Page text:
It's Possible to Have Alcoholic Hepatitis and Not Know It

Gillian May
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As a former nurse, recovering alcoholic and daughter of a father who lost his life to alcoholic liver disease, I am committed to providing proper education about this sneaky and serious condition. Alcoholic liver disease accounts for up to 20% of all liver-related mortality and yet it remains misunderstood and underdiagnosed.

Alcoholic liver disease is the umbrella term for a group of liver-related diseases caused by alcohol. Most heavy drinkers think that liver issues won’t happen to them because the condition is so ignored and public education is lacking. Those who do understand the liver risks of heavy drinking think that liver symptoms will be obvious and they will have time to fix the issues should it ever arise. Sadly, this is false thinking.

Unfortunately, varying degrees of liver disease are very common among alcoholics and once serious symptoms begin to show up, it’s often too late. Also, the process of diagnosis is very complicated and thus, doctors often don’t catch the signs in their earlier stages.

Nonetheless, there are clear indicators that the liver is affected from heavy drinking, and the more that people are educated about this, the more this condition can be prevented. This is especially true for early liver disease indicators.

The condition my father actually died from is called cirrhosis and this happens once most of the liver cells are dead. What remains of the liver are usually fibrotic scars that can never be regenerated. This is important because the liver is actually highly regenerative, which means damaged cells can actually regenerate if the toxin is removed. However, in cirrhosis, liver cells no longer exist which leads to certain failure of the organ.

But before the liver reaches cirrhosis, the heavy drinker often has bouts of a condition called alcoholic hepatitis which is an acute inflammatory process that damages the cells of the liver. This condition is important to understand as it holds the key to early detection and prevention.

Alcoholic hepatitis is the process by which liver cells become damaged in the first place. This condition is usually not permanent and is treatable. But the main thing that heavy drinkers need to understand is that alcoholic hepatitis can be present without knowing it, however, there are likely symptoms that the person is experiencing. These symptoms have a wide variety of presentations which makes this condition confusing.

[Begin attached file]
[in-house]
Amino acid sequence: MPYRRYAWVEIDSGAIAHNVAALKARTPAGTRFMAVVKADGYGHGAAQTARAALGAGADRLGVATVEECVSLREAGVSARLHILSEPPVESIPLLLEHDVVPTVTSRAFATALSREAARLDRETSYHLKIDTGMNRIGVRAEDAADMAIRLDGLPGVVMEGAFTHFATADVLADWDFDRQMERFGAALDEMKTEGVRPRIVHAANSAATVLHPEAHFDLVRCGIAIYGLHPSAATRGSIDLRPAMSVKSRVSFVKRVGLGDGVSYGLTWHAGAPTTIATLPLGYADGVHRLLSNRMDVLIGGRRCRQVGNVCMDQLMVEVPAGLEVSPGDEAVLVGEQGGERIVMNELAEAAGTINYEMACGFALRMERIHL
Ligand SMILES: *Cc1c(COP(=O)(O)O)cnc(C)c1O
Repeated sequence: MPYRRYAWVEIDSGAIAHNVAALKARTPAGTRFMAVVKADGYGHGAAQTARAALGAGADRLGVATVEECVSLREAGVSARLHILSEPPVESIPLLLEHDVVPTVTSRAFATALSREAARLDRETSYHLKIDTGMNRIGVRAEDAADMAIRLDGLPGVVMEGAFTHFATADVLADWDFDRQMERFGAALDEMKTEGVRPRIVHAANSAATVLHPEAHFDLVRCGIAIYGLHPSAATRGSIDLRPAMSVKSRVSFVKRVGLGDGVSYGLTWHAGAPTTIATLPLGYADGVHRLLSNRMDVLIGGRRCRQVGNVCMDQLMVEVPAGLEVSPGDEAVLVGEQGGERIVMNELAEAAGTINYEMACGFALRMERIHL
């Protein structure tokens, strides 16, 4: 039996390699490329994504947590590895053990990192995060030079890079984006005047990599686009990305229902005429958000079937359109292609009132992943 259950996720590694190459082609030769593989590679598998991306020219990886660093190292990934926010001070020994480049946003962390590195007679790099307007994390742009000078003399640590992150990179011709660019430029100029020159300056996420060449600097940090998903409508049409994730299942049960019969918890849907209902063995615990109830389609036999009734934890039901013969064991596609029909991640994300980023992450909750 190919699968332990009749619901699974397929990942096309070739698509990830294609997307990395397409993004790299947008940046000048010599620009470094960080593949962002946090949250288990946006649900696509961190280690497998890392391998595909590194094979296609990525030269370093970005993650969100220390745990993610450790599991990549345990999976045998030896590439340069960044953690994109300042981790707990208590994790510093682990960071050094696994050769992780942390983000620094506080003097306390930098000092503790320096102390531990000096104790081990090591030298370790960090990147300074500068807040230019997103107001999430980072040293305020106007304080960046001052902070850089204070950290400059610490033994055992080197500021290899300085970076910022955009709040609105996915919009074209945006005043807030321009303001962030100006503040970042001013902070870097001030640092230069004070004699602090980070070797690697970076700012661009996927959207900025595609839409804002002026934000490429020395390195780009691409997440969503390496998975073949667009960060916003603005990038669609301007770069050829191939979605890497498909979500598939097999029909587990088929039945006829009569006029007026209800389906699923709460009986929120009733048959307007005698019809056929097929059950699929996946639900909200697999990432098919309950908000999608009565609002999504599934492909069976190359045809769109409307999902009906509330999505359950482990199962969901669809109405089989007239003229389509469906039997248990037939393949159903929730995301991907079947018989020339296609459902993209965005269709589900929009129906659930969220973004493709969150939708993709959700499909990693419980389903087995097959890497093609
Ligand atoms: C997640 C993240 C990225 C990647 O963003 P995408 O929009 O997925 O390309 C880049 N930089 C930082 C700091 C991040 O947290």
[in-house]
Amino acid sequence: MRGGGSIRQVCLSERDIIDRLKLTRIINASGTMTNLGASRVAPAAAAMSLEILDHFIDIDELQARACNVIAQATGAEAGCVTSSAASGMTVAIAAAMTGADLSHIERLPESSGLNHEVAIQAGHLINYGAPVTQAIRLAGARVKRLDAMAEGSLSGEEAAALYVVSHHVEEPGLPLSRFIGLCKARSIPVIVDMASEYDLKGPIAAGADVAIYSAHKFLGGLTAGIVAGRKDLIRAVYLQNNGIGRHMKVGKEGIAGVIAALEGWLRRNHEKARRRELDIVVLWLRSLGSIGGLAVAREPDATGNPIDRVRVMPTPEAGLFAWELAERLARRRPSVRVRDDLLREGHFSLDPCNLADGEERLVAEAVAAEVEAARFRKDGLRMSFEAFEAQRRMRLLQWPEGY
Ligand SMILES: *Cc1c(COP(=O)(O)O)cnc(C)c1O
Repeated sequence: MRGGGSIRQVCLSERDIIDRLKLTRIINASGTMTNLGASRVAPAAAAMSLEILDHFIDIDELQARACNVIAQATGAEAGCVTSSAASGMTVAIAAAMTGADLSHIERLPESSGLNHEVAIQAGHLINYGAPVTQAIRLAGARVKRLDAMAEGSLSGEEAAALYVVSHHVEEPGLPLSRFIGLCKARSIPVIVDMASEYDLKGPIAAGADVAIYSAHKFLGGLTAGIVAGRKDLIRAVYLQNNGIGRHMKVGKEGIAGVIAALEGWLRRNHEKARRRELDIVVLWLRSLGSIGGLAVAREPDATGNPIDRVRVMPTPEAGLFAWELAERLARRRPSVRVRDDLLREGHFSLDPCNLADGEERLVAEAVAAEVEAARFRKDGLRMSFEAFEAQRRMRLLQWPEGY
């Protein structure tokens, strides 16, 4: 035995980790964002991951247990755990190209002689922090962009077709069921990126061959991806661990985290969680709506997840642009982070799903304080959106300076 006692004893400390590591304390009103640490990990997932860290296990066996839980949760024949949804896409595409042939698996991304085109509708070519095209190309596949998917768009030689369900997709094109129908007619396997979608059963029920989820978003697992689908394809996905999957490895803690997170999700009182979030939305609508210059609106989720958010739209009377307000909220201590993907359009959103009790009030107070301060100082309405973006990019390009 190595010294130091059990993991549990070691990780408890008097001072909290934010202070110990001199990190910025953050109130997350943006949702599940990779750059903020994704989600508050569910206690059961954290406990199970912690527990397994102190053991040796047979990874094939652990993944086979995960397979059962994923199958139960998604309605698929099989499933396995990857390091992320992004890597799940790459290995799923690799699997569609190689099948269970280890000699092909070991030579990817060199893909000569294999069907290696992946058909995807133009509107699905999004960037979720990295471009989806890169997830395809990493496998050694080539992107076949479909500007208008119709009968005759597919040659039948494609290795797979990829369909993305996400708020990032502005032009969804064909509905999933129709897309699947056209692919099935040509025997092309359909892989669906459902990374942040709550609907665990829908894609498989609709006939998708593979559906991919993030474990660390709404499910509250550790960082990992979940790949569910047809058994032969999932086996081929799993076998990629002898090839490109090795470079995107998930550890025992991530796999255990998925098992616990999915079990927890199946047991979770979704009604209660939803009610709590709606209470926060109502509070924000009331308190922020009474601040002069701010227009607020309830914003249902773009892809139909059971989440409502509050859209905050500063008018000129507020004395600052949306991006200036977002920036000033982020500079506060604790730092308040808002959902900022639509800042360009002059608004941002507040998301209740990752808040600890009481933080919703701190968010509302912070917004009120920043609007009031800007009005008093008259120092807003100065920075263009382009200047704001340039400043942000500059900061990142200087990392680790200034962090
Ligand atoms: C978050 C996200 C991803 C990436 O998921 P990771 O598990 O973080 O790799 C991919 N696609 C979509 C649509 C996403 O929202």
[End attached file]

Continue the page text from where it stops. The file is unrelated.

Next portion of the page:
Some symptoms include:

  • Nausea and vomiting
  • Fever
  • Elevated white cell count
  • Elevated liver enzymes (but not always)
  • Jaundice (but not always)
  • Weakness and feeling very tired
  • Sometimes hepatic encephalopathy (brain-related symptoms)
  • Swelling (but not always)
  • Low blood pressure and tachycardia (but not always)

Usually, alcoholic hepatitis occurs after days or months of very heavy drinking. And even though there are almost always symptoms, the heavy drinker may just attribute them to a bad hangover, a flu, or something else. This means the symptoms are ignored and the liver continues to be damaged which paves the way towards the development of cirrhosis.

The only time that alcoholic hepatitis receives a diagnosis is when the symptoms are so acute and severe that the person needs to be hospitalized. Unfortunately, even in hospital, the symptoms can easily passed off as an infection of unknown origin. Many times heavy drinkers are treated for infection and sent home only to continue drinking and causing more liver damage.

The only way to ensure an accurate diagnosis is for the doctors to be made aware of the person's heavy drinking patterns. An experienced and thorough physician would find ways to obtain a truthful drinking history, but this can be very complicated as alcoholics are good at hiding their consumption. Unfortunately, without that history, the condition is likely to be misdiagnosed.

What makes alcoholic hepatitis easy to miss is that mild cases often resolve on their own. The heavy drinker gets better again and feels all is well, so they return to their regular drinking patterns and the cycle continues.

If you or anyone you know is a heavy drinker and has experienced these symptoms, even in mild form, know that alcoholic hepatitis was likely the cause. And the best mechanism for prevention of further liver damage is to ensure that doctors know the extent of the drinking history. Without that, they can’t order the complicated tests required to investigate liver issues. These tests are not easy to obtain or to work through which is why they are not ordered unless there is reason to believe that the liver is in trouble.

The first line of prevention is to understand the risks in the first place. Hopefully, articles like this can help broaden public education. Unfortunately, alcoholic liver disease is easy to miss, is costly to the health care system, and can be very complicated for the medical staff. This means that it’s common for doctors to dismiss and move on. However, the more that the general public is educated about this condition, the more they can advocate for proper care and diagnosis.

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I'm a former nurse turned freelance writer. I have extensive experience in administration, frontline care, and education in mental health, public health, and geriatrics. However, after 20 years, I needed a change and always wanted to write. I have personal and family experience in mental health and addictions, so I'm passionate about advocacy and education in those areas. I'm also a traveler, photographer, and artist. I funnel all my various expertise into my writing and hope to provide valuable content that is entertaining and educational. Join my email list if you want to read more of my work -


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